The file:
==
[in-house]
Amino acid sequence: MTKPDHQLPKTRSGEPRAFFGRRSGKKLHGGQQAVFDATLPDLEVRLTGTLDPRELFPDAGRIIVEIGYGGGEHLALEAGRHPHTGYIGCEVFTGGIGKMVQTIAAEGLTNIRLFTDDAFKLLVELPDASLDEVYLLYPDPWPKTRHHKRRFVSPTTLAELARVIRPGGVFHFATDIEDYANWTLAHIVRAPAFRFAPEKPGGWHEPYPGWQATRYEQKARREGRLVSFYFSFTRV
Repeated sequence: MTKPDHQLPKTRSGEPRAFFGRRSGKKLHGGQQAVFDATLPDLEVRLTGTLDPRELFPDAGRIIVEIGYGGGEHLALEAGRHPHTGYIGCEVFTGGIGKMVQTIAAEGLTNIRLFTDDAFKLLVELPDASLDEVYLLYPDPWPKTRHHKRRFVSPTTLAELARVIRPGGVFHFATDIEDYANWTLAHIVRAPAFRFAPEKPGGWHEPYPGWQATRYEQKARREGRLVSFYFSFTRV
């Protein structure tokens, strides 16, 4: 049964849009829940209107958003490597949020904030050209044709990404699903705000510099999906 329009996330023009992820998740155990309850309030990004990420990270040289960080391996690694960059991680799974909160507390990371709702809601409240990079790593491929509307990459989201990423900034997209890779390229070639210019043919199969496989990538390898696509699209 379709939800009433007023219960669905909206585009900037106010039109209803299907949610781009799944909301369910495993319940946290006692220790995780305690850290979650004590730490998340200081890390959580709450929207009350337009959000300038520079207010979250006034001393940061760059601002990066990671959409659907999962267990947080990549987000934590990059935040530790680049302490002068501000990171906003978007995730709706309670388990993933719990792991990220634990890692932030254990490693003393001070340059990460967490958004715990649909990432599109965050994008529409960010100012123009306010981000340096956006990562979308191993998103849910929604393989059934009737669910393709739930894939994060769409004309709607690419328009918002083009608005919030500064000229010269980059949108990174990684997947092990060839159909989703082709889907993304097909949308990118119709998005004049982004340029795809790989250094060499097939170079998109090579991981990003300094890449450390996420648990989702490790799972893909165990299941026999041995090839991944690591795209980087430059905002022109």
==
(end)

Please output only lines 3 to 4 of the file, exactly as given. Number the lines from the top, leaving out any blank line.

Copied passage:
Repeated sequence: MTKPDHQLPKTRSGEPRAFFGRRSGKKLHGGQQAVFDATLPDLEVRLTGTLDPRELFPDAGRIIVEIGYGGGEHLALEAGRHPHTGYIGCEVFTGGIGKMVQTIAAEGLTNIRLFTDDAFKLLVELPDASLDEVYLLYPDPWPKTRHHKRRFVSPTTLAELARVIRPGGVFHFATDIEDYANWTLAHIVRAPAFRFAPEKPGGWHEPYPGWQATRYEQKARREGRLVSFYFSFTRV
């Protein structure tokens, strides 16, 4: 049964849009829940209107958003490597949020904030050209044709990404699903705000510099999906 329009996330023009992820998740155990309850309030990004990420990270040289960080391996690694960059991680799974909160507390990371709702809601409240990079790593491929509307990459989201990423900034997209890779390229070639210019043919199969496989990538390898696509699209 379709939800009433007023219960669905909206585009900037106010039109209803299907949610781009799944909301369910495993319940946290006692220790995780305690850290979650004590730490998340200081890390959580709450929207009350337009959000300038520079207010979250006034001393940061760059601002990066990671959409659907999962267990947080990549987000934590990059935040530790680049302490002068501000990171906003978007995730709706309670388990993933719990792991990220634990890692932030254990490693003393001070340059990460967490958004715990649909990432599109965050994008529409960010100012123009306010981000340096956006990562979308191993998103849910929604393989059934009737669910393709739930894939994060769409004309709607690419328009918002083009608005919030500064000229010269980059949108990174990684997947092990060839159909989703082709889907993304097909949308990118119709998005004049982004340029795809790989250094060499097939170079998109090579991981990003300094890449450390996420648990989702490790799972893909165990299941026999041995090839991944690591795209980087430059905002022109």